Where do I Learn to Ski in Europe?

I’m going to take a little break from writing posts about what I got up to in New Zealand to bring you one about something I didn’t do there but wish I had. Learning to ski has been on my bucket list for years and yet the opportunity has never presented itself. In this post, Martin Nolan, blogger at thetravelramble.co.uk, argues that you’re never too old to start and it’s just a case of correcting your preconceptions, being proactive and checking out one of these awesome five ski resorts.


Learn to ski in Europe - Tignes

The saying ‘You can’t teach an old dog new tricks’ is one of the worst sayings in the world. It’s negative, it puts people off new experiences and, quite frankly, it is not true. The other day I taught my dog to finally get the paper for me in the morning. It got me thinking about how many adults are put off skiing for similar reasons. Skiing often relies on catching people when they’re young and getting them hooked on the buzz of flying down the slopes – man trying to harness nature. Very few people take it up when they’re adults, stating that it looks too difficult, it seems elitist or there don’t seem to be any resorts where beginners can learn the basics.

Well they’re wrong!

Skiing is for everybody. Sure, there was a time when it was associated with sipping wine in a chalet, but thankfully the sport has become more accessible in recent years. Resorts have wised up and now offer a range of services to suit everyone.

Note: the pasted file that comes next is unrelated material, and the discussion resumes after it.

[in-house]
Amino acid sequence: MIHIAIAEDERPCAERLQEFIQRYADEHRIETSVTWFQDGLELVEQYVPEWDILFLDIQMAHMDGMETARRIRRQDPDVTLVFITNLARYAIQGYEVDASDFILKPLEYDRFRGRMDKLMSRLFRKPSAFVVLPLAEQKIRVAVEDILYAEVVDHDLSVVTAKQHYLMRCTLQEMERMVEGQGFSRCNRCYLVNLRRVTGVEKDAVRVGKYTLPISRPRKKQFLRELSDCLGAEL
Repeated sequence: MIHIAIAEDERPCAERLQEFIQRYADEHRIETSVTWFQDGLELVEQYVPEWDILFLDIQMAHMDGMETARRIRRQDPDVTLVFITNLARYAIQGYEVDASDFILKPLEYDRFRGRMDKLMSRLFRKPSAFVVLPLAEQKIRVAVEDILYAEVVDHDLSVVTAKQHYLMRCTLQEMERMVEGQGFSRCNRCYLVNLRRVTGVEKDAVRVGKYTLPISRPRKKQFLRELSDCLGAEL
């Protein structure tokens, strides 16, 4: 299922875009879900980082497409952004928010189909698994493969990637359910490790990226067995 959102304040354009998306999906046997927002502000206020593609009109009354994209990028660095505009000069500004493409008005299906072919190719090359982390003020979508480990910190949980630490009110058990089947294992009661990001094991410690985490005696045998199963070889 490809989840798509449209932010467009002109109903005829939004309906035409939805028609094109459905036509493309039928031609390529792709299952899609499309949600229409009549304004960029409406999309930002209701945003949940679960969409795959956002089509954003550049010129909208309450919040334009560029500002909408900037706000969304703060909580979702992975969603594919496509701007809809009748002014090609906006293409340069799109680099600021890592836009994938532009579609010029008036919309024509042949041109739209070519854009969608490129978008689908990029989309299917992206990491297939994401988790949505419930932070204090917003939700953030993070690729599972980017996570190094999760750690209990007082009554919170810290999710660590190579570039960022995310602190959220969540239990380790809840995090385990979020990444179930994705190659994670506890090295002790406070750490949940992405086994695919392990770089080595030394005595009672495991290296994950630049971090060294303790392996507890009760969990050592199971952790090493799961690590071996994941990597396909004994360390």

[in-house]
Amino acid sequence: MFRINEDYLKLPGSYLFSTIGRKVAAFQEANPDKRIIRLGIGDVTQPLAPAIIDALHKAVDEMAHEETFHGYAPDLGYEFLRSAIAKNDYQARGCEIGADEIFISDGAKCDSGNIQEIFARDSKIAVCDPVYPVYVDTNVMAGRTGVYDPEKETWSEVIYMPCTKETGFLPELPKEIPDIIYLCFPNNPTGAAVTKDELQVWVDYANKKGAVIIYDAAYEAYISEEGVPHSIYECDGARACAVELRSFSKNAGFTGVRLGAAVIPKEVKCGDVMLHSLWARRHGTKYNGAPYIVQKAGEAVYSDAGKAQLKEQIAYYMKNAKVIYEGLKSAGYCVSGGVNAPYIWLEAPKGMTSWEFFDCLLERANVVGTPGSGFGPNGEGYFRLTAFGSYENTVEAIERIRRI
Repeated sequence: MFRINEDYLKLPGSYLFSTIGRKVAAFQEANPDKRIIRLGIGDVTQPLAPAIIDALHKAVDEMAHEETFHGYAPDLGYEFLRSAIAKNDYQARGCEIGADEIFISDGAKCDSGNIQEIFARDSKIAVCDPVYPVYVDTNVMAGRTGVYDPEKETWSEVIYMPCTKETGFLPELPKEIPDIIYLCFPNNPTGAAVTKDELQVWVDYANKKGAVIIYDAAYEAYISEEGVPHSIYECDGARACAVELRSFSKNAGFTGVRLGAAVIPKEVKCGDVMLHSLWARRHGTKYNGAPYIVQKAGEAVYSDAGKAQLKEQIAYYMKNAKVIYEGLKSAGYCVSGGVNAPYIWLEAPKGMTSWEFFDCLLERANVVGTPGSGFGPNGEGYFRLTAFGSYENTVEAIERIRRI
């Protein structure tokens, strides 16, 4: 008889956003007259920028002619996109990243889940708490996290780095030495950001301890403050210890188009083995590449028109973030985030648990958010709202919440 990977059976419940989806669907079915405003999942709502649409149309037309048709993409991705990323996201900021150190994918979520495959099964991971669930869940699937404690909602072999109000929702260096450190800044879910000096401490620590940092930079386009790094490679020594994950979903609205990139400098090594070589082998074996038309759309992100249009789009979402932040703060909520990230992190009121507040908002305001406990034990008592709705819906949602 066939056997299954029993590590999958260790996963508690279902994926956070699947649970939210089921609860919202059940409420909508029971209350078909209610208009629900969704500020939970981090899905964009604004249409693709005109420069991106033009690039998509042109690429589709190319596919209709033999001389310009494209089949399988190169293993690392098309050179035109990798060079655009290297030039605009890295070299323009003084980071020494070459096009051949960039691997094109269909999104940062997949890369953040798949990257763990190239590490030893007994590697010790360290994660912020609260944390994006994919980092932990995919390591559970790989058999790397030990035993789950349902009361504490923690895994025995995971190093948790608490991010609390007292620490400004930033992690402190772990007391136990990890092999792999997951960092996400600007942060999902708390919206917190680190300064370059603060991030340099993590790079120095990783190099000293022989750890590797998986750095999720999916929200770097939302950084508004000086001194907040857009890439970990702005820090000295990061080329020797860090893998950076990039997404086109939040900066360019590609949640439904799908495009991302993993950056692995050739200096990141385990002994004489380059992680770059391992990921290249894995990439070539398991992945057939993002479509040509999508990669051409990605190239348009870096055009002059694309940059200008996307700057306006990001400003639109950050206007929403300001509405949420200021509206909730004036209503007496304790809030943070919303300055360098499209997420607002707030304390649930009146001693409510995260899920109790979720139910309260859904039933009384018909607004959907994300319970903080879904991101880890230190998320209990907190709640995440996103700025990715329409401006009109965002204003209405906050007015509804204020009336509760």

Where can I learn?

Five of the top resorts for beginners in Europe are:

1) Pamporovo (Bulgaria)

Eastern Europe is a beginner’s paradise. The opening of new slopes in countries like Bulgaria has made skiing more affordable and accessible. It is probably best to choose a cheaper resort the first time you try skiing because you don’t know whether or not you’ll like it. An added bonus is that the majority of Pamporovo’s runs are beginner slopes.

2) Geilo (Norway)

For the timebeing, our Scandinavian cousins have some of the emptiest slopes around. Crowds and lift queues can ruin your first time. Not to mention the embarrassment of falling over in front of people – and you will fall over! If you’d like to make the most of the relatively empty slopes, move fast. Crystal Ski is in the process of selling its Norwegian resorts, so this may change.

3) Soldeu (Andorra)

Tax havens aren’t just for race car drivers and movie stars. In Andorra, you can ski at one too. Soldeu has some of the biggest nursery slopes in Europe. This means there’s more space for you to explore before you’re ready for the gentle greens. Variety is essential in skiing.

4) Tignes (France)

Tignes is one for the ladies. Like many places in France, it’s a foodie’s paradise. But, unlike everywhere else, it caters for women brilliantly. Women have to master a slightly different technique when they’re learning and Tignes runs women’s only beginner courses. The resort caters for men as well though, so don’t visit expecting some skiing equivalent of Amazonia.

5) Cortina (Italy)

The length and variety of the beginner’s runs at Cortina is staggering. Once you’ve graduated from the nursery, it becomes essential that the runs are simple but provide a lot to explore. If you add the fact that the beginners’ slopes are conveniently located next to the town, you’re on to a winner.

Almost every place where commercial skiing exists will have a nursery slope, so it’s never too late to learn that ‘new trick’.

Source of article : http://beyondblighty.com